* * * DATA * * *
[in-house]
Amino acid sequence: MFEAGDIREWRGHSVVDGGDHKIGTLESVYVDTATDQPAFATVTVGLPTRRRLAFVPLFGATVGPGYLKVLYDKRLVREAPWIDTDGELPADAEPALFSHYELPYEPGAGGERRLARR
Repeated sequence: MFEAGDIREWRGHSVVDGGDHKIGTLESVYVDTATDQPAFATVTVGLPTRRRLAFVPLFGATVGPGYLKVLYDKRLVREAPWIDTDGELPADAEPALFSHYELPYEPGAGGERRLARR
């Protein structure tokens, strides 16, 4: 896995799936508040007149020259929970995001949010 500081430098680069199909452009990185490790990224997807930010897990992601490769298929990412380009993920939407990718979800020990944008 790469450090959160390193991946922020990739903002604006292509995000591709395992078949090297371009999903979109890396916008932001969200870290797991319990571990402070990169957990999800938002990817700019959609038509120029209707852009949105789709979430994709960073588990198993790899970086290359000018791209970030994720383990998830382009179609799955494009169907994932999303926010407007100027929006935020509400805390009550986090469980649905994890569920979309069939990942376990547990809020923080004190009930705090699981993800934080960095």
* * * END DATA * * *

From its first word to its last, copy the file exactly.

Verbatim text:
[in-house]
Amino acid sequence: MFEAGDIREWRGHSVVDGGDHKIGTLESVYVDTATDQPAFATVTVGLPTRRRLAFVPLFGATVGPGYLKVLYDKRLVREAPWIDTDGELPADAEPALFSHYELPYEPGAGGERRLARR
Repeated sequence: MFEAGDIREWRGHSVVDGGDHKIGTLESVYVDTATDQPAFATVTVGLPTRRRLAFVPLFGATVGPGYLKVLYDKRLVREAPWIDTDGELPADAEPALFSHYELPYEPGAGGERRLARR
């Protein structure tokens, strides 16, 4: 896995799936508040007149020259929970995001949010 500081430098680069199909452009990185490790990224997807930010897990992601490769298929990412380009993920939407990718979800020990944008 790469450090959160390193991946922020990739903002604006292509995000591709395992078949090297371009999903979109890396916008932001969200870290797991319990571990402070990169957990999800938002990817700019959609038509120029209707852009949105789709979430994709960073588990198993790899970086290359000018791209970030994720383990998830382009179609799955494009169907994932999303926010407007100027929006935020509400805390009550986090469980649905994890569920979309069939990942376990547990809020923080004190009930705090699981993800934080960095």